The Shinto shrine Izumo Taisha (Shimane prefecture) is so ancient that no record of the year of establishment is known. The shrine is central in a series of popular sagas and myths.
It enshrines a kami called Ōkuninushi, translating to “Great Land Master”. It is believed that he shaped Japan before it was populated by Amaterasu's offspring, the Emperor's ancestors.
Due to its physical remoteness, Izumo has been eclipsed in fame by other sites. Although, there is still a widespread belief that all Japanese gods meet there in October. For this reason, it is also known as Month Without Gods (Kannazuki), while at Izumo Taisha alone it is referred as Month With Gods (Kamiarizuki).
The head shrine of the largest shrine network in Japan is Fushimi Inari Taisha, which has more than 32,000 members (about a third of the total). Inari Okami worship started in the 8th century and has continued ever since, expanding to the rest of the country. Located in Fushimi-ku, Kyoto, the shrine sits at the base of a mountain also named Inari. It also includes trails up the mountain to many smaller shrines.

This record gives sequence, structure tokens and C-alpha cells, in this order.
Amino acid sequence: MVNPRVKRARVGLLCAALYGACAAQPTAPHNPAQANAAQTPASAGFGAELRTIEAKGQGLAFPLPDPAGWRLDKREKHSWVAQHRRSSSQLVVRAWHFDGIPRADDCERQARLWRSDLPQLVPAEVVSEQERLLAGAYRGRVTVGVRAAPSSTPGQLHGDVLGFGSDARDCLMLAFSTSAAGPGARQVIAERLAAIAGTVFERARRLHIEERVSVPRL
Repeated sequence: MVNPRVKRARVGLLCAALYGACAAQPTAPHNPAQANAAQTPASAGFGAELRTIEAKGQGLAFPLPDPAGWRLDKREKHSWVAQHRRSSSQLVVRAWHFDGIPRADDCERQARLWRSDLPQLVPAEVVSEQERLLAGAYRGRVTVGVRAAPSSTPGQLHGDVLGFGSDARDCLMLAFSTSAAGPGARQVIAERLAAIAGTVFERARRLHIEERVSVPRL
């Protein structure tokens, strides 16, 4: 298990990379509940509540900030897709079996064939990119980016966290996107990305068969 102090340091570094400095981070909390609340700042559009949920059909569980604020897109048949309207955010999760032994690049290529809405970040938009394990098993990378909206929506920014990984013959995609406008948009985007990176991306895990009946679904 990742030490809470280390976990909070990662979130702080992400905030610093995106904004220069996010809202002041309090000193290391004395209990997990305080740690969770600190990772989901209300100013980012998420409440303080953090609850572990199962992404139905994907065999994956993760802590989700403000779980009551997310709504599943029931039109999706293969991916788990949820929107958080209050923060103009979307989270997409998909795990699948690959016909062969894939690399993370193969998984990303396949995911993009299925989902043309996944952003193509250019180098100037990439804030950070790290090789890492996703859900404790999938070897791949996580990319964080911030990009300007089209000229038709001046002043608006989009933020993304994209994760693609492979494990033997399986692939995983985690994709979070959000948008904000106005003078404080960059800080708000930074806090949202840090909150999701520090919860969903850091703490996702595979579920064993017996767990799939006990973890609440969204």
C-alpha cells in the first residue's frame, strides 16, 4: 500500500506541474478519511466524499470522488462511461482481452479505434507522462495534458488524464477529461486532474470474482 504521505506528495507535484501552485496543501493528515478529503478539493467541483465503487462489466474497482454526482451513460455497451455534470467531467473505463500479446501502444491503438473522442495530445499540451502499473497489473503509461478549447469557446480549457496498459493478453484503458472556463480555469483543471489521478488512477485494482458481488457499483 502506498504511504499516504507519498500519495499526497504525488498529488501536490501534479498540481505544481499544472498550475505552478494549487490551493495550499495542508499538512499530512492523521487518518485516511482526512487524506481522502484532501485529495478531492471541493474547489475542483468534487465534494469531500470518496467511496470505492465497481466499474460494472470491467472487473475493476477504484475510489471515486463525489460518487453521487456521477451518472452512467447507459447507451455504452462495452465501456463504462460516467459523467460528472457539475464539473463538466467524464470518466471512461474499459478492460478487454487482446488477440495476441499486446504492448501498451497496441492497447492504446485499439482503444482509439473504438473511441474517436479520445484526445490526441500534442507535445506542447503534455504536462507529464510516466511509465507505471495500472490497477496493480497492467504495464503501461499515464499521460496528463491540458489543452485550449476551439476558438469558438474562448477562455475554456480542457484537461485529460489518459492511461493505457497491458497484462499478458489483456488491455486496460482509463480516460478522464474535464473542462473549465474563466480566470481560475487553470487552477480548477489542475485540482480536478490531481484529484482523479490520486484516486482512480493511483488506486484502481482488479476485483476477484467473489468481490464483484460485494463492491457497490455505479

Together with Munakata Taisha, Itsukushima Shrine is at the head of the Munakata shrine network. Dedicated to the three daughters of Susano-o no Mikoto, the shrine is a UNESCO World Heritage Site.
There is a Shinto shrine in the city of Nara called Kasuga Taisha in Nara Prefecture, Japan. It was established in 768 A.D. and has been rebuilt several times over the centuries. It is the shrine of the Fujiwara family. The interior is popular for its many bronze lanterns, as well as the many stone lanterns that lead up the shrine. The architectural style Kasuga-zukuri gets its name from Kasuga Taisha's honden.
Yasukuni shrine, in Tokyo, is dedicated to the soldiers and others who died fighting for the Emperor of Japan.
Tohoku | Yamagata | Dewa Sanzan
Yudono-San is the most sacred mountain out of the three in the Dewa Sanzan located in the Yamagata Prefecture.
Tohoku | Yamagata | Dewa Sanzan
Gas-san has the tallest peak out of the three in the Dewa Sanzan and is known for its beautiful mountain view.